Saturday, November 17, 2012

What kind of Judge is God?

What Kind of Judge is God, reflection on Luke 18: 1-8.

He’s fearless…and if he doesn't even fear God…he is shameless as well. He has no reason at all to even listen to her. It certainly isn’t her wealth or her power that moves him…she has none of either. And it isn’t out of pity or sympathy for her…he is capable of neither. He’s tried ignoring her…and she comes before him over…and over…and over. 

It’s her persistence that wears him down. This big, powerful, important, fearless and shameless judge is so disturbed by this desperate widow’s persistence that he finally…finally…decides in her favor. In his own words, “…lest she finally come and strike me.” Is he really worried that this weak widow woman will literally come down there and thump him? Maybe it’s not a physical thumping that has him concerned. Maybe he’s worried that this persistent and consistent cry for a just verdict from someone so weak and powerless will make him look bad if he fails to act…justly.

Now in our reality, our God is our judge…and he is nothing like the judge in the parable. He waits for us; he listens with love and concern, and while he will never be able to find any of us innocent, he is always eager to find us, through his mercy…saved.

Throughout God’s word, we see it over and over again: widows, orphans, the hungry, the thirsty, the sick and the lame, the imprisoned, and the stranger…the powerless…those who by a fearless and shameless world are judged imperfect or defective…the abandoned and the ignored; to God these are the most precious. Think about it…for a moment…just think about it. Throughout our lives, each of us will fall into at least one of those categories at any given time; and we may not even recognize it as it is happening.

So we have to pray…persistently and consistently…coming before the just judge over…and over…and over…and there is no doubt…he will give a verdict against the world in our favor.  BW

Wednesday, November 14, 2012

Northwest Florida Guild of the Catholic Medical Association

There are no coincidences in life. Today, we mark the founding of the Northwest Florida Guild of the Catholic Medical Association, and I think that today's Gospel (Luke 13: 1-9) speaks to this significant occasion.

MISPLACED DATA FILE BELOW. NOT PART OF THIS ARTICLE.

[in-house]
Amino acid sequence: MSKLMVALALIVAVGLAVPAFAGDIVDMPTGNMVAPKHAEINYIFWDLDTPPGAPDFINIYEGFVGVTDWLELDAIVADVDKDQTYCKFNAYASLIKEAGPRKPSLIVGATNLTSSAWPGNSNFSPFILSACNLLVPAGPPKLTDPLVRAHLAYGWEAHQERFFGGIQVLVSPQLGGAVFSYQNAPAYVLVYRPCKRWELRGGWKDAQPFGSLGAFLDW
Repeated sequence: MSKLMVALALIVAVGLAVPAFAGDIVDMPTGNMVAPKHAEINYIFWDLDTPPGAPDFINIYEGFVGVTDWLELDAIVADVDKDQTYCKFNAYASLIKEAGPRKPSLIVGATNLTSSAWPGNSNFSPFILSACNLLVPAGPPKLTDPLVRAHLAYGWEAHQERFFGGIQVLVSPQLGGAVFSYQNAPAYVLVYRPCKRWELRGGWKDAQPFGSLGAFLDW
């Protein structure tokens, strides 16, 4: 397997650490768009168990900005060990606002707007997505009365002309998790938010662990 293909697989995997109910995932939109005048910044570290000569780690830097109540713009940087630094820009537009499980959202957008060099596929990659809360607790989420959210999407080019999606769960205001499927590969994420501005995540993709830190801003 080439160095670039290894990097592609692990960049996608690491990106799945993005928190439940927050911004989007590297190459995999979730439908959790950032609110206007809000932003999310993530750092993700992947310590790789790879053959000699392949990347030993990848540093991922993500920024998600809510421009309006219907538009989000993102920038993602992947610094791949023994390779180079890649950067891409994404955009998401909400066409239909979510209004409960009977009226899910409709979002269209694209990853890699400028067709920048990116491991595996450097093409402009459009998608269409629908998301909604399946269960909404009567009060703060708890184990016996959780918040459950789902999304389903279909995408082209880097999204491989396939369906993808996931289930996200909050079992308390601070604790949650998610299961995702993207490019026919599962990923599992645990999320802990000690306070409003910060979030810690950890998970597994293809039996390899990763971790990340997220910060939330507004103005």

The fig and the fig tree have been mankind's constant companion throughout all of recorded history, and even beyond that. There is solid evidence that it has been cultivated at least as far back as 7,000 years ago; it is mentioned over 50 times in the Bible, spanning both Old and New Testaments; and all of the references are full of meaning…it's not just a tree that bears abundant fruit with precious little care; it stands as a symbol of so much more.

Fig trees and fig crops were indicators of a robust economy, much like low unemployment figures are now. The fig tree was a symbol of Peace, Prosperity, and God's blessing. The Apostle Bartholomew was chosen by Jesus because Jesus saw him "sitting under a fig tree", which was a metaphor for being lost in deep prayer.

In all cultures where the fig appears, physicians have always recognized it as a source of power and strength, and as a source of healing for diseases of every description.

So, what is the point of the parable that Jesus tells us today in our Gospel reading? How does it speak to us…how does he speak to us…today? This tree, this fabled symbol of God's grace, is threatened with destruction…because it is not bearing fruit, despite many seasons of growth. The owner of the orchard even says "So cut it down. Why should it exhaust the soil?" What a devastating conviction!!

Yet it is the gardener who comes to the tree's defense, giving it one more chance to bear fruit with his promise of extra special care…one more year…but only one more year

The profession of Medicine today looks a lot like the fig tree in today's parable…it has had many seasons of growth, and is flourishing physically and technologically, but it is not bearing the spiritual fruit that it is not only capable of bearing, but that is so much a part of what it is really meant to be…what we all want it to be.

Today, the Catholic physicians of St. Paul parish and our area take that first step…together…to begin the process of cultivating and fertilizing the fig tree of our beloved profession. We ask God's help for an abundance of fruit.  BW